Ettlich, Ernest Earl. “Theories of Invention in Late Nineteenth Century American Rhetoric.” Western Speech Journal 30 (1966): 233-241.
- E. notes that the topic of rhetorical invention has long been problematic/contested. E. observes that Ramus’ revision of the liberal arts curriculum during the 1500s was the most serious challenge to rhetorical invention (classically conceived) before the 19th century. Ramus assumed that invention and arrangement belonged to dialectic and considered only style and delivery as rhetorical (233).
- E. notes that some folks during the 19th century still considered invention in the classical sense (Quackenbos, John Hart, Brainerd Kellogg). Others expanded invention to include arrangement as well (Henry Day, John Franklin Genung). This conception of invention has its roots in the Rhetorica ad Herennium. In this text arrangement is given its own space for “the ordering and distribution of the matter making clear the place to which each thing is to be assigned”; however, his introduction of the parts of discourse are occur in the section on invention (Book I, Chapter iii, Section 4).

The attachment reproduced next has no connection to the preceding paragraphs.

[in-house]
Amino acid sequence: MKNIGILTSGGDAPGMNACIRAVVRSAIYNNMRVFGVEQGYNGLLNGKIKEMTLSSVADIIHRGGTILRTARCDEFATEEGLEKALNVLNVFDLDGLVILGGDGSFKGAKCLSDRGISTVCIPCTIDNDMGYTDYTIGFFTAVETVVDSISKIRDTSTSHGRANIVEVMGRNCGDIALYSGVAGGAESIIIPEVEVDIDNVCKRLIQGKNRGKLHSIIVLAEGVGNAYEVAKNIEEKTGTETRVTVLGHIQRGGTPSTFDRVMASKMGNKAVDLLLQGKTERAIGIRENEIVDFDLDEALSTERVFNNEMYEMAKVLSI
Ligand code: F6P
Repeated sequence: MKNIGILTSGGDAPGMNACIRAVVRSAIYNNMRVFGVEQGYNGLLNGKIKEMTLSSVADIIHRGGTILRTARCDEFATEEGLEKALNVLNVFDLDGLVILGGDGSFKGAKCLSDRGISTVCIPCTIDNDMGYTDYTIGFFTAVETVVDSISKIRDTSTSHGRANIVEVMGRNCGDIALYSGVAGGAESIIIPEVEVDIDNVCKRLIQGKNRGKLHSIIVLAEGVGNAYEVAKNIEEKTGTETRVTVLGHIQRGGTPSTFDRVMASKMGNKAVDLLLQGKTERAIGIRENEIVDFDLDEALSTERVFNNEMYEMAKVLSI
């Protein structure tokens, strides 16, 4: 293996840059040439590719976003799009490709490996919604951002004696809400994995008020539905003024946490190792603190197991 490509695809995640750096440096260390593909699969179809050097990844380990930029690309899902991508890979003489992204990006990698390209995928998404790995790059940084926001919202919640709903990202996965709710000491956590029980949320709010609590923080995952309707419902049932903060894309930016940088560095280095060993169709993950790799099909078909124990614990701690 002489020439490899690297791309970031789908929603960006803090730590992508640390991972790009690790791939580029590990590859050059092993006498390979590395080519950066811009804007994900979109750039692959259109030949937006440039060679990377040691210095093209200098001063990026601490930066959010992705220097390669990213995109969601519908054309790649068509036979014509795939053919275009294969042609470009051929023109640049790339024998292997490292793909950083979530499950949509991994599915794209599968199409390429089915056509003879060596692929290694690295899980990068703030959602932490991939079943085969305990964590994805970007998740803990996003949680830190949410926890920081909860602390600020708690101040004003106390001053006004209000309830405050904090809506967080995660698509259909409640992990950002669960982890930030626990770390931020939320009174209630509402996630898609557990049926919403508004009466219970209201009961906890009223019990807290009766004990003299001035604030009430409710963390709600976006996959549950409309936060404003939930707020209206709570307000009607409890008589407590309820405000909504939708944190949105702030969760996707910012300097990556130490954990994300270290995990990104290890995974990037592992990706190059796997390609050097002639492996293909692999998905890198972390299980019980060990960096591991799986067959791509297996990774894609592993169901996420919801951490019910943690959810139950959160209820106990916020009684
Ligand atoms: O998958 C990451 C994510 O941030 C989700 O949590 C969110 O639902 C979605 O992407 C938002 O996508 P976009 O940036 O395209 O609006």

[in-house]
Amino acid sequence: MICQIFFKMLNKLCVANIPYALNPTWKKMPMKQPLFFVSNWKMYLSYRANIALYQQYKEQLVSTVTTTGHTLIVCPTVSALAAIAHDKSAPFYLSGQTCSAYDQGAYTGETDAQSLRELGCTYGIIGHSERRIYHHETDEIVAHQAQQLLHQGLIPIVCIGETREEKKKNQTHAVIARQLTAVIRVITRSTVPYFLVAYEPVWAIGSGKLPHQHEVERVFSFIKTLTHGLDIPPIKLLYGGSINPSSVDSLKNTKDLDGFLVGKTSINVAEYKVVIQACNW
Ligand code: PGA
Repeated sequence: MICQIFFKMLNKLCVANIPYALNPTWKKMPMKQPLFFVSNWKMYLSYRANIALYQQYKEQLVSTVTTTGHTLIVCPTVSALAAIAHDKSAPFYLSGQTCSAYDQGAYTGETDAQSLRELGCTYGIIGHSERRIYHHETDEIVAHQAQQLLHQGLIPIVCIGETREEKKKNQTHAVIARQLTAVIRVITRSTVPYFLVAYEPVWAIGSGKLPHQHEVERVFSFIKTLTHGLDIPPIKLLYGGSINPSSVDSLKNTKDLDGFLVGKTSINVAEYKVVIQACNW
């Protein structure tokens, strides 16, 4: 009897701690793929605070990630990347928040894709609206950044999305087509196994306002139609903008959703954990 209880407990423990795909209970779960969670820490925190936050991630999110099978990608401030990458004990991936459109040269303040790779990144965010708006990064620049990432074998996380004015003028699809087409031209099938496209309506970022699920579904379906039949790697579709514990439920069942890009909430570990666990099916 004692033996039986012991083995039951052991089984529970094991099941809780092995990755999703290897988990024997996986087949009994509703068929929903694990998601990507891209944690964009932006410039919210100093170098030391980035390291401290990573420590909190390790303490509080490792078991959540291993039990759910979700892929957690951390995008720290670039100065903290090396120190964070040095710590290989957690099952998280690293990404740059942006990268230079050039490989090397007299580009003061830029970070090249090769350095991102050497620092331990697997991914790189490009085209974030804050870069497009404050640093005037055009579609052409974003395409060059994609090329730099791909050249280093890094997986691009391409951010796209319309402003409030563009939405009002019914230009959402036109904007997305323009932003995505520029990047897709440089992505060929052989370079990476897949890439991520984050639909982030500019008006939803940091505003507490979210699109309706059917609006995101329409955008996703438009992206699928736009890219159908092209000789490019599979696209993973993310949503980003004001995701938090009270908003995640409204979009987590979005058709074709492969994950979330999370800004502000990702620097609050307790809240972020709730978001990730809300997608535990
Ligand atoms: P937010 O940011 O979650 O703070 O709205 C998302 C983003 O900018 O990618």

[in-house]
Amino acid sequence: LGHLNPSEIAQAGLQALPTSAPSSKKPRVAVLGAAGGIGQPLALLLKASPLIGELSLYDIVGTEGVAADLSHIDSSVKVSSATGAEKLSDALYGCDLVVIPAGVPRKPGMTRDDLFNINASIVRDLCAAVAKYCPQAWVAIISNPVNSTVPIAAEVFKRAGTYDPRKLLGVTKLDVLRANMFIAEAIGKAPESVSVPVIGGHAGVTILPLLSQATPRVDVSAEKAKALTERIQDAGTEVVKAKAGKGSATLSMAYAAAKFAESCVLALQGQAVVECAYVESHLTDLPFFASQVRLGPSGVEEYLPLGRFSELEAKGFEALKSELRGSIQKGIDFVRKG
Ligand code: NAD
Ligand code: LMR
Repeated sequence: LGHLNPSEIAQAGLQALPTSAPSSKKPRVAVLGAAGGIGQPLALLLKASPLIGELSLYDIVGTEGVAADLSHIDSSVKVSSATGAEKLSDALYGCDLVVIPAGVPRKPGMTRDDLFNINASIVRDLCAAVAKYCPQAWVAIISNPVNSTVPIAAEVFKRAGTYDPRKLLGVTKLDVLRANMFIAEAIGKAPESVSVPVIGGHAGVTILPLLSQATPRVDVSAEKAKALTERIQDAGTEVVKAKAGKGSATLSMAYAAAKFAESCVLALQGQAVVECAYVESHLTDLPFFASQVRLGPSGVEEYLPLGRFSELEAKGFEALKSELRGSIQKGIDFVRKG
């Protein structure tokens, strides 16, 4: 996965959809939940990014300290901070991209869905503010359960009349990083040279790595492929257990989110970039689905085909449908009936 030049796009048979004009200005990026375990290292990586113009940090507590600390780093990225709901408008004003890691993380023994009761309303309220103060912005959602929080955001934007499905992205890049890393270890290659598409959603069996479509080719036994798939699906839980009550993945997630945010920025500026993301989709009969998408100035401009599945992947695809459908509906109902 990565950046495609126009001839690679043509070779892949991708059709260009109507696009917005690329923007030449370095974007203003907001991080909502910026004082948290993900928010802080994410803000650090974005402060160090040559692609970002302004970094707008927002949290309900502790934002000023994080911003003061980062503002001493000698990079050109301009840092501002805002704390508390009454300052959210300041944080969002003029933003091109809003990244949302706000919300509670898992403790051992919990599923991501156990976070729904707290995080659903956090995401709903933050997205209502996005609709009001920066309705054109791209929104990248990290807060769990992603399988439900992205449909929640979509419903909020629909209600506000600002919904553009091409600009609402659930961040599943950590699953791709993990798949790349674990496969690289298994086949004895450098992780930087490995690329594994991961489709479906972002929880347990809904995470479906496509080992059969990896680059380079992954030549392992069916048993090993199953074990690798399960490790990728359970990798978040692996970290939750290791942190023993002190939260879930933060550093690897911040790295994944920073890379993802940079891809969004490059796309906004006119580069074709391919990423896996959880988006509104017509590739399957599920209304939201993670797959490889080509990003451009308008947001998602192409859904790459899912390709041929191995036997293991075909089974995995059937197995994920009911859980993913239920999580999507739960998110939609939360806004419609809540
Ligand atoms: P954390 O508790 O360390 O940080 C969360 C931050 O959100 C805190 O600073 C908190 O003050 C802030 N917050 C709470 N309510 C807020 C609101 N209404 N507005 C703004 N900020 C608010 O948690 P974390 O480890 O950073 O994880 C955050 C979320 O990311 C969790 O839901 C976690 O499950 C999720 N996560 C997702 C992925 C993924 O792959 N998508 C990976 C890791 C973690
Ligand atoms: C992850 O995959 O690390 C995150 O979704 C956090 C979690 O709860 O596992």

- E. highlights how Cicero simplified the 5-canon system into a three division system that merged invention and arrangement. For Cicero, rhetoric can be divided into matter, language, and memory (Book I, Section 3 in De Partitione Oratoria). Quintilian expands on Cicero’s divisions by noting that, “aftern an initial division of oratory into invention and expression, he [Cicero] assigns matter and arrangement to invention, words and delivery to expression and makes memory a fifth department common to them all and acting as their guardian” (Institutio Oratoria Book III, Chapter iii, Section 7).
- Rhetoric was divided in the 19th century into invention and style: rhetoric was based on the sciences of logic and grammar while style was divided into diction (choice of words) and composition (combinations of words into phrases, sentences, and paragraphs); invention was divided into the discovery of ideas and organization of those ideas (236). In this sense, the division of rhetoric into invention and style could be seen as a division of words (style: the combination of words into larger units) and ideas (invention: the choice of ideas and the comibination of those ideas into larger units).
- E. highlights a further three-part division concerning invention in the 19th century academy: those that advocated for it and taught it, those that advocated for it but didn’t teach it (via Blair who noted that “I am afraid it is beyond the power of art to give any real assistance to invention”), and those that didn’t consider it a proper division of rhetoric (rhetoric is only concerned with the way to say something, not finding something to say – that’s logic’s job) (237).
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